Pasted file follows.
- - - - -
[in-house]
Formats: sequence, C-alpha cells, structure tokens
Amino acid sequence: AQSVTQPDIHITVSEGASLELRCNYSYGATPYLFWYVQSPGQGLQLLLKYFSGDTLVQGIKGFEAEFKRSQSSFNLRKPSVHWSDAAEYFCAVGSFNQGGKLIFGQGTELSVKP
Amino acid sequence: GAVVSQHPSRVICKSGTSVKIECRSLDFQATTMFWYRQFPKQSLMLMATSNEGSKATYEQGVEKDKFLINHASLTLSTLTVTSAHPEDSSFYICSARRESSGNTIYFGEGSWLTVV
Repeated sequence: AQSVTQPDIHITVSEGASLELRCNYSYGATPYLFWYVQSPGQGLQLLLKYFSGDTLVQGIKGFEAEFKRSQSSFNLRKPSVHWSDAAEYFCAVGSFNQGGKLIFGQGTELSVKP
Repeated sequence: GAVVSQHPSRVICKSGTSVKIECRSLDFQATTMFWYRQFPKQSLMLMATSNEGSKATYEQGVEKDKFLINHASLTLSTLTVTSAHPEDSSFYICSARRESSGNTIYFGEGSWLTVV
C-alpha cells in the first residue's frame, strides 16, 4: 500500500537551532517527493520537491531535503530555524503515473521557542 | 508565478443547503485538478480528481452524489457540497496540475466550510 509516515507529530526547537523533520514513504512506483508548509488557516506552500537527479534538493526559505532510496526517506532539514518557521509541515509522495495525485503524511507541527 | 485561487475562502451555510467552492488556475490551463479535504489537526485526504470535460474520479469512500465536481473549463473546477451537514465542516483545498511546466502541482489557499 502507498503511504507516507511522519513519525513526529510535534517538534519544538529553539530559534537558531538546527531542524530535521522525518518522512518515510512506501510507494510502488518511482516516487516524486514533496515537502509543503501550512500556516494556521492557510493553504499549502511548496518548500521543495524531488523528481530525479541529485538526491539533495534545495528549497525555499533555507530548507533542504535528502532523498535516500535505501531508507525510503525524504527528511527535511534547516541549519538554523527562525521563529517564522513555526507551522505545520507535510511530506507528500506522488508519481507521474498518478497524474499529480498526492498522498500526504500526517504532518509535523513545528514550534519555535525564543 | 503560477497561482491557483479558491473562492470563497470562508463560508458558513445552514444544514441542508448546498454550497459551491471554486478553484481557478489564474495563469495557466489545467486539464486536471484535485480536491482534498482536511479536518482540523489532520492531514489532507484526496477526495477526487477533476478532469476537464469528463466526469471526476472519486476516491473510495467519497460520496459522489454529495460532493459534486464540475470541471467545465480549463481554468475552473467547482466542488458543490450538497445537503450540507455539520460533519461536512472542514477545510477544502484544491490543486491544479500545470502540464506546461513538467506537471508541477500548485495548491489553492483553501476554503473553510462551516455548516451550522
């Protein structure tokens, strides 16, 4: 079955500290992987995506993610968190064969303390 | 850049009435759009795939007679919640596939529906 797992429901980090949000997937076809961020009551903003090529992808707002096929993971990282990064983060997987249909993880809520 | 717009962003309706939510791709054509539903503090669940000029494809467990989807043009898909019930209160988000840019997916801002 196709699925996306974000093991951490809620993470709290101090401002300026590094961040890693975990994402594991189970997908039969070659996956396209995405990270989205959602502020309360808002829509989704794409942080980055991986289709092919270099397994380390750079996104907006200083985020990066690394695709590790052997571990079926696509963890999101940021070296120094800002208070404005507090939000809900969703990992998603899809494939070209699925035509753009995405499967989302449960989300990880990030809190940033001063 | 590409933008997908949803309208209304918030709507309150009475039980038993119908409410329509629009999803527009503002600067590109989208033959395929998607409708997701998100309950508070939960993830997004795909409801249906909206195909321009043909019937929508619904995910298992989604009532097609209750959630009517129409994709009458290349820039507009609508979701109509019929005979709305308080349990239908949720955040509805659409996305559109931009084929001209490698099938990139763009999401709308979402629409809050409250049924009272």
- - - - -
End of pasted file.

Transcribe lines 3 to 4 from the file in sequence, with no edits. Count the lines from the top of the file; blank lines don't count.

Amino acid sequence: AQSVTQPDIHITVSEGASLELRCNYSYGATPYLFWYVQSPGQGLQLLLKYFSGDTLVQGIKGFEAEFKRSQSSFNLRKPSVHWSDAAEYFCAVGSFNQGGKLIFGQGTELSVKP
Amino acid sequence: GAVVSQHPSRVICKSGTSVKIECRSLDFQATTMFWYRQFPKQSLMLMATSNEGSKATYEQGVEKDKFLINHASLTLSTLTVTSAHPEDSSFYICSARRESSGNTIYFGEGSWLTVV